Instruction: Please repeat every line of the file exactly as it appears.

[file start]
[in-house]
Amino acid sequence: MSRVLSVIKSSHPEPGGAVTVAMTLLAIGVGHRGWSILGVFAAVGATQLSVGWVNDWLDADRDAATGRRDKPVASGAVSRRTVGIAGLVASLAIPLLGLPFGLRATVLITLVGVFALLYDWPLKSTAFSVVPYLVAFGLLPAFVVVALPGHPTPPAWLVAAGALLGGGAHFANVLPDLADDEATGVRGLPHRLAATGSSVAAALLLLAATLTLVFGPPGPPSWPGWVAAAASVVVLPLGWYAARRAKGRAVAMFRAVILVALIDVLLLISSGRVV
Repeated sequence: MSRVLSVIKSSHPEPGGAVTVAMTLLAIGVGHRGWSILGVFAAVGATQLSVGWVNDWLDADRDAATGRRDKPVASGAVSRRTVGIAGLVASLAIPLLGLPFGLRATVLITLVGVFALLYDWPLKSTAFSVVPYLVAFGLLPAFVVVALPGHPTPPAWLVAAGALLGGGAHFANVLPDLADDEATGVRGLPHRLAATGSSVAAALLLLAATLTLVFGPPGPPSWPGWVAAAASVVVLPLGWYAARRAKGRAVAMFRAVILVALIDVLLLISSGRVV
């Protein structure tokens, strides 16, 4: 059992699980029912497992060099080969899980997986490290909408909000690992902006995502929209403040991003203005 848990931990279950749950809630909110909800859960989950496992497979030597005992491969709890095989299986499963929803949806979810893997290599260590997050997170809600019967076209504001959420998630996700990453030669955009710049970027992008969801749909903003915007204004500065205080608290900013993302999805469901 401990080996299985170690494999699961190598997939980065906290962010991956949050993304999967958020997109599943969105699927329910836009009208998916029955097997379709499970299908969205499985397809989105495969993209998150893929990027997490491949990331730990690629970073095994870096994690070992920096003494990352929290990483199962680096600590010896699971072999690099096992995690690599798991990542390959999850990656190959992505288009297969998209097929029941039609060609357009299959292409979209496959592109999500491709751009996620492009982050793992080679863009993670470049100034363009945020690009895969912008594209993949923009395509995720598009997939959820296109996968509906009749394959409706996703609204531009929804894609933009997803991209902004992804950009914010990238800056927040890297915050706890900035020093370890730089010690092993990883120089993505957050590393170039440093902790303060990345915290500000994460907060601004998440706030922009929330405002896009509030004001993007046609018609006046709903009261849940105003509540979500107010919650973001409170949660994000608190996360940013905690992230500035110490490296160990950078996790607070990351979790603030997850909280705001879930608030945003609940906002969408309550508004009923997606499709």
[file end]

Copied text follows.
[in-house]
Amino acid sequence: MSRVLSVIKSSHPEPGGAVTVAMTLLAIGVGHRGWSILGVFAAVGATQLSVGWVNDWLDADRDAATGRRDKPVASGAVSRRTVGIAGLVASLAIPLLGLPFGLRATVLITLVGVFALLYDWPLKSTAFSVVPYLVAFGLLPAFVVVALPGHPTPPAWLVAAGALLGGGAHFANVLPDLADDEATGVRGLPHRLAATGSSVAAALLLLAATLTLVFGPPGPPSWPGWVAAAASVVVLPLGWYAARRAKGRAVAMFRAVILVALIDVLLLISSGRVV
Repeated sequence: MSRVLSVIKSSHPEPGGAVTVAMTLLAIGVGHRGWSILGVFAAVGATQLSVGWVNDWLDADRDAATGRRDKPVASGAVSRRTVGIAGLVASLAIPLLGLPFGLRATVLITLVGVFALLYDWPLKSTAFSVVPYLVAFGLLPAFVVVALPGHPTPPAWLVAAGALLGGGAHFANVLPDLADDEATGVRGLPHRLAATGSSVAAALLLLAATLTLVFGPPGPPSWPGWVAAAASVVVLPLGWYAARRAKGRAVAMFRAVILVALIDVLLLISSGRVV
């Protein structure tokens, strides 16, 4: 059992699980029912497992060099080969899980997986490290909408909000690992902006995502929209403040991003203005 848990931990279950749950809630909110909800859960989950496992497979030597005992491969709890095989299986499963929803949806979810893997290599260590997050997170809600019967076209504001959420998630996700990453030669955009710049970027992008969801749909903003915007204004500065205080608290900013993302999805469901 401990080996299985170690494999699961190598997939980065906290962010991956949050993304999967958020997109599943969105699927329910836009009208998916029955097997379709499970299908969205499985397809989105495969993209998150893929990027997490491949990331730990690629970073095994870096994690070992920096003494990352929290990483199962680096600590010896699971072999690099096992995690690599798991990542390959999850990656190959992505288009297969998209097929029941039609060609357009299959292409979209496959592109999500491709751009996620492009982050793992080679863009993670470049100034363009945020690009895969912008594209993949923009395509995720598009997939959820296109996968509906009749394959409706996703609204531009929804894609933009997803991209902004992804950009914010990238800056927040890297915050706890900035020093370890730089010690092993990883120089993505957050590393170039440093902790303060990345915290500000994460907060601004998440706030922009929330405002896009509030004001993007046609018609006046709903009261849940105003509540979500107010919650973001409170949660994000608190996360940013905690992230500035110490490296160990950078996790607070990351979790603030997850909280705001879930608030945003609940906002969408309550508004009923997606499709």